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Taxi drivers hold another protest at Melbourne Airport over the axing of short-fare queues



  • Click here t0 read at the Herald Sun
  • May 06, 2013 1:53PM
  • TAXI drivers say they’ll continue protesting at Melbourne Airport if a crisis meeting tomorrow morning fails to resolve their concerns over the end of short-fare queues.

    A small delegation of drivers will meet with Melbourne Airport officials and the Victorian Taxi Association at 8.30am tomorrow to resolve the dispute following the airport’s decision to cut short-fare queues after finding some drivers were rorting the system.

    About 65 cabbies blocked a taxi rank at the departures terminal from 8am to 11am, after about 300 took part in a heated rally on Friday.

    VTA chief executive David Samuel said the taxi rank was flowing normally and picking up passengers despite the protest.

    Melbourne Airport spokeswoman Anna Gillett said there were no delays at the airport.
    Ms Gillett said the airport would seek assurances that any changes negotiated in tomorrow’s meeting would be accepted by drivers.

    Many drivers abandoned today’s protest after major cab company 13CABS  sent a text message urging them to end the rally.

    "To all drivers – we urge you not to get involved in the disruptive action at Melbourne Airport. Discussions will be held with Melbourne Airport early this week to resolve the situation. Action as reported in the media WILL NOT assist a positive outcome being reached," the message said.

    The Australian Federal Police and airport security monitored the mostly peaceful protest.

    Taxi driver of six years Vinnie Verma told the Herald Sun there would be "more hassle for customers" if the airport didn’t  reinstate its short-fare queue system, which it scrapped last Wednesday.

    "There will be more problems for our customers out of all this. They just want to get from point A to point B; it’s not their fault but at the end of the day, this is going to have a huge impact on them," Mr Verma said.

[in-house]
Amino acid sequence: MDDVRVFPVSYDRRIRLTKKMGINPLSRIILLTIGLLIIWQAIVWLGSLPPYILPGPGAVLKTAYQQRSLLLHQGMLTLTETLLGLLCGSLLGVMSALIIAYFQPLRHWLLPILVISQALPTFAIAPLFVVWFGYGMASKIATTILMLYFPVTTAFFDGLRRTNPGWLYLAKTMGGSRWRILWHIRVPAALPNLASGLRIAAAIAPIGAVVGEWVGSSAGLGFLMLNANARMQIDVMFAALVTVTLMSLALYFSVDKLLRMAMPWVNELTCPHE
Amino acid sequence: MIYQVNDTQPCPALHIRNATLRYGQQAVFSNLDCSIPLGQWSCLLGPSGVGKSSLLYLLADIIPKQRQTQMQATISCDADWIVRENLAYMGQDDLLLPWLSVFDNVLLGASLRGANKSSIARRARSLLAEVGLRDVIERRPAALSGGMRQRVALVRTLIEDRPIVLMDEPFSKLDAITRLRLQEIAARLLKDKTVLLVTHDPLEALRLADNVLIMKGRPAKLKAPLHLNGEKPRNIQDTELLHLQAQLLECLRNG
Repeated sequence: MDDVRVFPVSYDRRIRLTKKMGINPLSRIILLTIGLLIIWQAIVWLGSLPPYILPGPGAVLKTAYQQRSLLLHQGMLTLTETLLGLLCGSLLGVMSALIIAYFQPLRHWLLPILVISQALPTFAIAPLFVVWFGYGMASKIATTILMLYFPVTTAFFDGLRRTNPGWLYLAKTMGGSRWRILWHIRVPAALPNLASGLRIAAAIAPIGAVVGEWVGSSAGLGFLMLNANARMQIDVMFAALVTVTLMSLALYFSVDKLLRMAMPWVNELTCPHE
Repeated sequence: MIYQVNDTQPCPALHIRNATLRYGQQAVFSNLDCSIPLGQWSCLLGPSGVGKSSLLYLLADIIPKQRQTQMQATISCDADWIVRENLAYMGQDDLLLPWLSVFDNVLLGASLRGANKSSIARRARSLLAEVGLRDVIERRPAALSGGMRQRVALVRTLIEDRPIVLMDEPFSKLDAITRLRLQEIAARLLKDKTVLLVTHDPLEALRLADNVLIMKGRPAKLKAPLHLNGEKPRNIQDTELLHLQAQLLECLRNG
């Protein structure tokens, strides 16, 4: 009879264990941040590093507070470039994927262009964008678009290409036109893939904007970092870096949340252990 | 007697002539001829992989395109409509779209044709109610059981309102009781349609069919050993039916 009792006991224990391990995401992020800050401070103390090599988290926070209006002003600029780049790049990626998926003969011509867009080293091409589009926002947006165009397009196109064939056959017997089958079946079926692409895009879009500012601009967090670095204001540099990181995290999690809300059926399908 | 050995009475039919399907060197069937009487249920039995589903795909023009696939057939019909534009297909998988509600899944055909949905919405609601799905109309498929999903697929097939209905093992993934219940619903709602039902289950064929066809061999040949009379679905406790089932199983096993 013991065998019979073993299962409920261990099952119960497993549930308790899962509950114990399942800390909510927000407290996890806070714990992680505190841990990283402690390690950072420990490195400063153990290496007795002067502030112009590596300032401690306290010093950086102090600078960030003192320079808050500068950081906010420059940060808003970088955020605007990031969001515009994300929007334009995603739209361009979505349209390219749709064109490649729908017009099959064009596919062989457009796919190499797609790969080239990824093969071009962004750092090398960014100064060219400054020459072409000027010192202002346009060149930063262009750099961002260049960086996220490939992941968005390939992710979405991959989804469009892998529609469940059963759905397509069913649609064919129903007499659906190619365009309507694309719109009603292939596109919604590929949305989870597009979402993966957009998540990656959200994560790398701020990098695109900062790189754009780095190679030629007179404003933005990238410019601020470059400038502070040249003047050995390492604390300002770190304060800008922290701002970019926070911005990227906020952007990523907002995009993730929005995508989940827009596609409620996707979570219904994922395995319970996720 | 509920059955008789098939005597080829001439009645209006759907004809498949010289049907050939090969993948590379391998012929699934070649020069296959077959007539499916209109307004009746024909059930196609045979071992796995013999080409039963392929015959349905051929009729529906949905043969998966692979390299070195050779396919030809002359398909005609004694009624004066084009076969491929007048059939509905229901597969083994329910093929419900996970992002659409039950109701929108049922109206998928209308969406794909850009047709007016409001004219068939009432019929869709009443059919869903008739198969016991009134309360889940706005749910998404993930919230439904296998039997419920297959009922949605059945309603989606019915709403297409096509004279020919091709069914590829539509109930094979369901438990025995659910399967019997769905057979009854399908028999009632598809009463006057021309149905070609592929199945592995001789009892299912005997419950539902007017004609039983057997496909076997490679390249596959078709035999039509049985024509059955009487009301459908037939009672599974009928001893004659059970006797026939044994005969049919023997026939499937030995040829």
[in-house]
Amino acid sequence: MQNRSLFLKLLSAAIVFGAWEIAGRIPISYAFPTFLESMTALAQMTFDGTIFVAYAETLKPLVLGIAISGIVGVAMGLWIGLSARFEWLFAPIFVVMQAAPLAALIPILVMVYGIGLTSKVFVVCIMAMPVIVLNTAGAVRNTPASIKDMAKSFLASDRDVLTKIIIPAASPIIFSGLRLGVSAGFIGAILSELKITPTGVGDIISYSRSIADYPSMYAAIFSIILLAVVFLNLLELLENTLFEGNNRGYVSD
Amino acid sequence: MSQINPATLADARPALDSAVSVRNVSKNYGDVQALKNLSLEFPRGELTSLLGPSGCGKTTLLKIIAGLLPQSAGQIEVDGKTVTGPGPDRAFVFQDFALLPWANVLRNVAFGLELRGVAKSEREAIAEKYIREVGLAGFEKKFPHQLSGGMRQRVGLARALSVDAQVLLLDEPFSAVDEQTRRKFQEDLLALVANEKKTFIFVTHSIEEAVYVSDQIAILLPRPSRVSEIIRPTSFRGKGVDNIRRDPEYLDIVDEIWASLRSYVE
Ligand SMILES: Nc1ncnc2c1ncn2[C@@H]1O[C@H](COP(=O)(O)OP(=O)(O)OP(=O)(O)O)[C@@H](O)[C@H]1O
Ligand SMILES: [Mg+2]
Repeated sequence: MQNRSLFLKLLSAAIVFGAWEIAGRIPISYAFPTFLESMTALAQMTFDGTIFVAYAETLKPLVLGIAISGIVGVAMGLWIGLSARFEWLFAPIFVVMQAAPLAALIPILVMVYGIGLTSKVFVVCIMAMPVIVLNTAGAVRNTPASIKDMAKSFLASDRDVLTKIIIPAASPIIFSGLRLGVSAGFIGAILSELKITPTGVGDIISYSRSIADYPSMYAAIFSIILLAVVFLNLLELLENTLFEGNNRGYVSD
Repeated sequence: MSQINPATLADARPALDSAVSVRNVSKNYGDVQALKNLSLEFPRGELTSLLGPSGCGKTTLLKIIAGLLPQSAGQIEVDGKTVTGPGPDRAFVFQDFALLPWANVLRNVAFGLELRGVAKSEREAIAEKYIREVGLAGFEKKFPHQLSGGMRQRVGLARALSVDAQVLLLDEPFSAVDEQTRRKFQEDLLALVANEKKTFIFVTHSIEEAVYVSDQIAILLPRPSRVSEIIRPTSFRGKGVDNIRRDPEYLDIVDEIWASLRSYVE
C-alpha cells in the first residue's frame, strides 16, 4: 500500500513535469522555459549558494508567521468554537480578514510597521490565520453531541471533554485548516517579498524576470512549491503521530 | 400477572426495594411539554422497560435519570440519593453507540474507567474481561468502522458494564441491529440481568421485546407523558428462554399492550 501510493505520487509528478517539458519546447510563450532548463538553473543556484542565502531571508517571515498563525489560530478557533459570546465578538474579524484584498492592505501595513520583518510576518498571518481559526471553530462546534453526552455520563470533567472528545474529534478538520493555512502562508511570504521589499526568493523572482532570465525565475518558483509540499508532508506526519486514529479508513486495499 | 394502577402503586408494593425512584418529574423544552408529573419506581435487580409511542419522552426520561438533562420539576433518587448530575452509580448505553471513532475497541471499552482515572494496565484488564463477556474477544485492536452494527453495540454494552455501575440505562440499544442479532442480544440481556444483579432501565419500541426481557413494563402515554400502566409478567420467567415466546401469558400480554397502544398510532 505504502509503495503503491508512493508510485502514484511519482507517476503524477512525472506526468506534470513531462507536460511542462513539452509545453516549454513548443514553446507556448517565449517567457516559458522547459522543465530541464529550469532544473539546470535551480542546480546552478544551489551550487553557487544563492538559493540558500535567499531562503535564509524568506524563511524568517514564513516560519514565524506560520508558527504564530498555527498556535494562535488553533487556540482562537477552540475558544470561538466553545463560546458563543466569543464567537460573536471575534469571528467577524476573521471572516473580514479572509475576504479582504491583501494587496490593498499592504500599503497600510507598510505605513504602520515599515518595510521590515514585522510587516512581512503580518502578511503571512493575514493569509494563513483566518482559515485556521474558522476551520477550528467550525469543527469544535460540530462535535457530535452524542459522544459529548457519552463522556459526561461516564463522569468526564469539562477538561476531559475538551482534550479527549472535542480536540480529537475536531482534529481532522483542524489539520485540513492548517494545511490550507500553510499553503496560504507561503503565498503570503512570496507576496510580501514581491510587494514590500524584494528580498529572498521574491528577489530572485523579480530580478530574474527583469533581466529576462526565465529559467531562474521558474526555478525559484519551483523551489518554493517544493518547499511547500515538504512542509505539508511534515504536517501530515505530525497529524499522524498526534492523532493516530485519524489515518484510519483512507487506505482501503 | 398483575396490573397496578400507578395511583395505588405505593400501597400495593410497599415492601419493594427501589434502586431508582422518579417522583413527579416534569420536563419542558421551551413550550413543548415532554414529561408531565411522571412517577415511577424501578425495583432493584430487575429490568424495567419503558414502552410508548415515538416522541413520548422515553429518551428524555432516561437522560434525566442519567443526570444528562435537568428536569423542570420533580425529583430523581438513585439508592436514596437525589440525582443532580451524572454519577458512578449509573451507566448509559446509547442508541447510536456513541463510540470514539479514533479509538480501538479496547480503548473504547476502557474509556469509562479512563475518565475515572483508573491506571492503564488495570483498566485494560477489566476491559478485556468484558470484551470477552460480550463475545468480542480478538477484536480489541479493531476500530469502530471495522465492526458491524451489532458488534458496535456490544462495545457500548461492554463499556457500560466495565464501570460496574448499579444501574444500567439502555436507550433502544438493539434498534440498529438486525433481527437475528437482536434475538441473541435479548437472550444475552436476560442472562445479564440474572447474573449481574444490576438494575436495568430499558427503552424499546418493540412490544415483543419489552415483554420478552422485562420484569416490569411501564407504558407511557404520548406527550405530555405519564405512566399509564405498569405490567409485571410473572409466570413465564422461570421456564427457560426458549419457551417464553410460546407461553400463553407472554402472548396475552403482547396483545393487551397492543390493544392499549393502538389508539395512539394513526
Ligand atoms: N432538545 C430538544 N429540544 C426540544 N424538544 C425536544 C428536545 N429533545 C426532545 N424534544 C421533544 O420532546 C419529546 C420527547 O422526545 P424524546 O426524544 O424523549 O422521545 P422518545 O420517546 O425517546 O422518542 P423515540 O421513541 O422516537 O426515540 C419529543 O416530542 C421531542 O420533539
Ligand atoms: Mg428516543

"We’ll start refusing fares and there will be more fighting with customers. You have to understand, we need to get our money from somewhere."

    Mr Verma said drivers were willing to peacefully seek a resolution with Melbourne Airport, but claimed airport officials were not interested in a fair solution for both parties.

    Mr Verma explained drivers were mostly disgruntled that a long-term system of drivers slipping back into the front of the queue after a short 20-30km trip had been wiped out, forcing some drivers to wait for a further two hours before picking up another passenger.

    "It means sometimes in a 12-hour shift, after paying my owner and paying the taxes, I’m taking home $80 for that day. I may as well work at McDonald’s," he said.

    He said the airport claimed more than 900 short fares daily had cost the system $1800 – a sum taxi drivers could voluntarily eliminate to keep the system in place  by paying a $2 charge when returning from a short fare to ensure they would again head the queue.

    Spokesperson Nazar Yousif admitted some rogue drivers had abused the previous model.
    He said the lack of a union body allowed airport management to make changes without holding discussions with drivers.
    Mr Yousif said protests would continue if the taxi drivers’ demands were not met.

    Drivers are also demanding to have their amenities at the airport improved.
    Driver Raj Singh, 23, said the revised short-fare model was unfair.
    He said he earned $3.80 and spent more than three hours queued in the taxi holding on Saturday.

    "Because we don’t have a union to represent us they (Melbourne Airport) just implement rules without getting back to the driver," Mr Yousif said.

    "We are planning today to speak with airport management and trying to solve firstly the short-fare problem. Melbourne Airport doesn’t care about what we say. That’s why we are here the second time."

    Ms Gillett said scrapping the short-fare queues happened after the airport trialled several options, including tokens, but found some drivers were rorting the system and putting passengers in danger.

    "Some were driving at breakneck speed," she said yesterday.
    "We are absolutely happy to discuss any alternatives but we need the commitment of all drivers and the industry."

    Taxi drivers protest

    A taxi driver is held by a police officer during the protest at Melbourne Airport on Friday. Source: Getty Images


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